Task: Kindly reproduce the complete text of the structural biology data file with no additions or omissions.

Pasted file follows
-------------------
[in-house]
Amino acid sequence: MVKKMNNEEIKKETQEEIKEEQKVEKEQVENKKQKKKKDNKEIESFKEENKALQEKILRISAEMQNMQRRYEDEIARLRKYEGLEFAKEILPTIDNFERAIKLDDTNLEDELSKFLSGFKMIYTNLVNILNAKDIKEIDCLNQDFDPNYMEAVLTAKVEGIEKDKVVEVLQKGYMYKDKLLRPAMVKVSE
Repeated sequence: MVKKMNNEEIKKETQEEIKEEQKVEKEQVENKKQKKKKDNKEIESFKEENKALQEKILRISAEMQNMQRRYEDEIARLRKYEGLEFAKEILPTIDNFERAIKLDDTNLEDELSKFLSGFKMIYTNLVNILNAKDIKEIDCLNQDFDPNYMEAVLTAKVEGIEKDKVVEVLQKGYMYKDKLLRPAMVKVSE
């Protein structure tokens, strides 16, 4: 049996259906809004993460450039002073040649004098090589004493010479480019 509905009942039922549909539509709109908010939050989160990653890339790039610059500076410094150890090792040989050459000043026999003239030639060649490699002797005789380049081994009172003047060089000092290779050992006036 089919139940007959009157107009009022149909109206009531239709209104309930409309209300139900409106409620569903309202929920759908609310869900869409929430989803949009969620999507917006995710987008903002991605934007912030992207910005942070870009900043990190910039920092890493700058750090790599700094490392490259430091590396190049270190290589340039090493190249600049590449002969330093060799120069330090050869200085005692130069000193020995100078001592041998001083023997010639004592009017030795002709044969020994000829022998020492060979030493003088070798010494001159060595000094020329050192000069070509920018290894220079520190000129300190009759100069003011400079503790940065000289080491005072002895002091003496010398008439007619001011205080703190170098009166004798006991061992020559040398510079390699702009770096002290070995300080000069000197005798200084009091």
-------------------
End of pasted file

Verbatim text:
[in-house]
Amino acid sequence: MVKKMNNEEIKKETQEEIKEEQKVEKEQVENKKQKKKKDNKEIESFKEENKALQEKILRISAEMQNMQRRYEDEIARLRKYEGLEFAKEILPTIDNFERAIKLDDTNLEDELSKFLSGFKMIYTNLVNILNAKDIKEIDCLNQDFDPNYMEAVLTAKVEGIEKDKVVEVLQKGYMYKDKLLRPAMVKVSE
Repeated sequence: MVKKMNNEEIKKETQEEIKEEQKVEKEQVENKKQKKKKDNKEIESFKEENKALQEKILRISAEMQNMQRRYEDEIARLRKYEGLEFAKEILPTIDNFERAIKLDDTNLEDELSKFLSGFKMIYTNLVNILNAKDIKEIDCLNQDFDPNYMEAVLTAKVEGIEKDKVVEVLQKGYMYKDKLLRPAMVKVSE
């Protein structure tokens, strides 16, 4: 049996259906809004993460450039002073040649004098090589004493010479480019 509905009942039922549909539509709109908010939050989160990653890339790039610059500076410094150890090792040989050459000043026999003239030639060649490699002797005789380049081994009172003047060089000092290779050992006036 089919139940007959009157107009009022149909109206009531239709209104309930409309209300139900409106409620569903309202929920759908609310869900869409929430989803949009969620999507917006995710987008903002991605934007912030992207910005942070870009900043990190910039920092890493700058750090790599700094490392490259430091590396190049270190290589340039090493190249600049590449002969330093060799120069330090050869200085005692130069000193020995100078001592041998001083023997010639004592009017030795002709044969020994000829022998020492060979030493003088070798010494001159060595000094020329050192000069070509920018290894220079520190000129300190009759100069003011400079503790940065000289080491005072002895002091003496010398008439007619001011205080703190170098009166004798006991061992020559040398510079390699702009770096002290070995300080000069000197005798200084009091």